Is it a deal breaker? Probably not. But when you get the world’s fastest GPU with an 8-core monster CPU, you expect a screen that’s equally dazzling.
There’s a reason Nvidia charges $1,200 for the Titan X Pascal—it’s that fast. Origin makes it even faster in the Omni by overclocking the GPU. In the synthetic graphics test 3DMark FireStrike Ultra you can see how much faster the new Titan X is than the older, err, Titan X.
The only desktop systems faster than the Omni—and I’m talking big phat towers—pack multiple GPUs to get the job done. For an all-in-one, this thing is speedy.
Middle-earth: Shadows of Mordor 4K performance
To see how the Omni stacks up at 4K resolution gaming, I plugged in an external Ultra HD 4K panel and ran Middle-earth: Shadows of Mordor with the 4K texture pack installed on the Ultra preset.
The overclocked Omni easily steps away from all other single-GPU systems we’ve tested and, once again, is only overtaken by a rig with multiple GPUs. Interestingly, the Omni even beats a Falcon Northwest box with three of the now-obsolete original GeForce Titan X cards.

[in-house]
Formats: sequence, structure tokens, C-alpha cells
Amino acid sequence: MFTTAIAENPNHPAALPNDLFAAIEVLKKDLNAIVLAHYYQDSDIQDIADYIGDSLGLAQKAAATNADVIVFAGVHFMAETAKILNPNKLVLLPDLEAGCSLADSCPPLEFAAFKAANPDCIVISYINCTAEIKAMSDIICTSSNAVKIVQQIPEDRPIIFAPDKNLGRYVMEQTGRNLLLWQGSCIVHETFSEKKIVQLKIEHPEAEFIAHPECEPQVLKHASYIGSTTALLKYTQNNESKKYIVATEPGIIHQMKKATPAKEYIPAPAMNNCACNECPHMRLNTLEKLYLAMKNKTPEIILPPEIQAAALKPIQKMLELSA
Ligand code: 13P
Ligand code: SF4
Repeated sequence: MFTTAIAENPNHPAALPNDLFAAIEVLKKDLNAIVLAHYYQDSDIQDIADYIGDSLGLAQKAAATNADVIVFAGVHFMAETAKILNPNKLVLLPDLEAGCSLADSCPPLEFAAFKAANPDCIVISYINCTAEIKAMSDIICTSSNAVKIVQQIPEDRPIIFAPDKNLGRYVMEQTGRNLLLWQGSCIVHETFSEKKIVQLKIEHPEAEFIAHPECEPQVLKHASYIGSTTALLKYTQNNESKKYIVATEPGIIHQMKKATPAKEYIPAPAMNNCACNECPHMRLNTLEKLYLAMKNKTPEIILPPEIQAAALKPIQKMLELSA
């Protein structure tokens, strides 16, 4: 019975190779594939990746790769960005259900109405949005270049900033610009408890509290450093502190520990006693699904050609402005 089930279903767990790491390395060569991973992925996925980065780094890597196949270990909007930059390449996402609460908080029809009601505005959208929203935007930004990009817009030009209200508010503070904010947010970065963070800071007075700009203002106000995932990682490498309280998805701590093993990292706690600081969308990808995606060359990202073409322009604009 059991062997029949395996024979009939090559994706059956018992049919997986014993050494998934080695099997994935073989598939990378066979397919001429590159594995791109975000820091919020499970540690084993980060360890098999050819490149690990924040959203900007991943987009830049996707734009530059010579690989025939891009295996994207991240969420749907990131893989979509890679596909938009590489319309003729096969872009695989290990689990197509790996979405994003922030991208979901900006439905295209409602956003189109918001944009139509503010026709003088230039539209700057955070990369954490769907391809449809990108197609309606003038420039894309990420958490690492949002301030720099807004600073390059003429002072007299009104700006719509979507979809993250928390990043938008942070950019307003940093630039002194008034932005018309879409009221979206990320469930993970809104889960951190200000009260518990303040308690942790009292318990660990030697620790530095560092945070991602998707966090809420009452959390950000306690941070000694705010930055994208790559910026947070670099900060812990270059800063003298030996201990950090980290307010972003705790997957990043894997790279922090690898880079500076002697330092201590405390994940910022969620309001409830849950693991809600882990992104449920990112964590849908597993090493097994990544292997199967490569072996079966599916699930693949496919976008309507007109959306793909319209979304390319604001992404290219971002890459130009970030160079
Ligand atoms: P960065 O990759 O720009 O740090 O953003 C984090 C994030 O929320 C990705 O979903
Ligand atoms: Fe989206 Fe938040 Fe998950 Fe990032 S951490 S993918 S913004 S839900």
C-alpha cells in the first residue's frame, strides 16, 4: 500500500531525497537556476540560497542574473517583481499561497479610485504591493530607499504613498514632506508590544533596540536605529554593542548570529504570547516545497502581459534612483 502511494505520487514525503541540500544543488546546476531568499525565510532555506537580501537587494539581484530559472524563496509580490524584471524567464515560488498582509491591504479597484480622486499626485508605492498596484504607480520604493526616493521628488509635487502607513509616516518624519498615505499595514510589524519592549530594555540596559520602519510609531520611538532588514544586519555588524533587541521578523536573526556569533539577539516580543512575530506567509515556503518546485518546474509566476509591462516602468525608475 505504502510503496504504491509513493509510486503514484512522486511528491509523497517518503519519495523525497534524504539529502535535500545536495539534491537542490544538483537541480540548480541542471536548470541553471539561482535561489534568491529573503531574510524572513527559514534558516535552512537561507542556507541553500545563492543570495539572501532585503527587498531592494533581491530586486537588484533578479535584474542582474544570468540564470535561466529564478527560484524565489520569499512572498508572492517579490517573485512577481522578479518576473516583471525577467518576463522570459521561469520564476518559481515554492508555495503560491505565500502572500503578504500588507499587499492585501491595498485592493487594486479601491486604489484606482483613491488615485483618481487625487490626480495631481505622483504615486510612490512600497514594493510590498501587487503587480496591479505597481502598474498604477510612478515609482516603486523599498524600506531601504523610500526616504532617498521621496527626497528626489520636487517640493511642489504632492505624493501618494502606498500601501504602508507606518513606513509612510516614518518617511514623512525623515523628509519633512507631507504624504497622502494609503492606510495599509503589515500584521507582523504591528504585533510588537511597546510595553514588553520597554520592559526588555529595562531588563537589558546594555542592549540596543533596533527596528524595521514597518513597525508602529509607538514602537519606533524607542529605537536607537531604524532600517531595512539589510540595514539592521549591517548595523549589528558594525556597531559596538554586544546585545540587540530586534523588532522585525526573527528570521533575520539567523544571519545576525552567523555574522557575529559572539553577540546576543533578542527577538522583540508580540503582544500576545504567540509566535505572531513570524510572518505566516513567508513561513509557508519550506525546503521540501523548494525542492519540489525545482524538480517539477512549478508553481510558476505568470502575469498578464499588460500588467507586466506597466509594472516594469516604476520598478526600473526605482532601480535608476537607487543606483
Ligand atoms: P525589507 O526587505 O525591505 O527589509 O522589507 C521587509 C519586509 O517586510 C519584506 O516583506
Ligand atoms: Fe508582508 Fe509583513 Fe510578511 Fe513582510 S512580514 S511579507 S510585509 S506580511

Because the Falcon’s scores are from an earlier time, its loss could be due to older drivers and a lack of proper SLI support in Shadows of Mordor, but it’s still impressive to see a single Titan X Pascal cough up scores equal to that of a system with three earlier Titan X cards.
And no, I didn’t include the gaming performance of any recent all-in-one PCs we’ve reviewed because there’s just no point—they’re not in the same class as the Omni.
Since most people won’t actually use the Omni with an external panel, I also ran it at its native 3440×1440, and the results there were peppy as well. The Omni pushes 105.5fps in Middle-earth at its native resolution. It will also run Tomb Raider on the Ultimate preset at 139.3fps and Rise of the Tomb Raider at 99.6fps. The upshot is that no games out today will drag the Omni nor the Titan X Pascal down to console-like frame rates.
Frankly, the Titan X Pascal is almost too much card for the Omni. I think a GeForce GTX 1080 or even a GeForce GTX 1070 might be a better fit for this resolution.
Handbrake Encoding Performance
Moving on to CPU performance, I ran our Handbrake encoding test, which takes a 30GB 1080p video file and converts it using the Android Tablet preset. The task loves CPU cores and threads and the Omni’s octo-core eats the quad-cores’ lunch.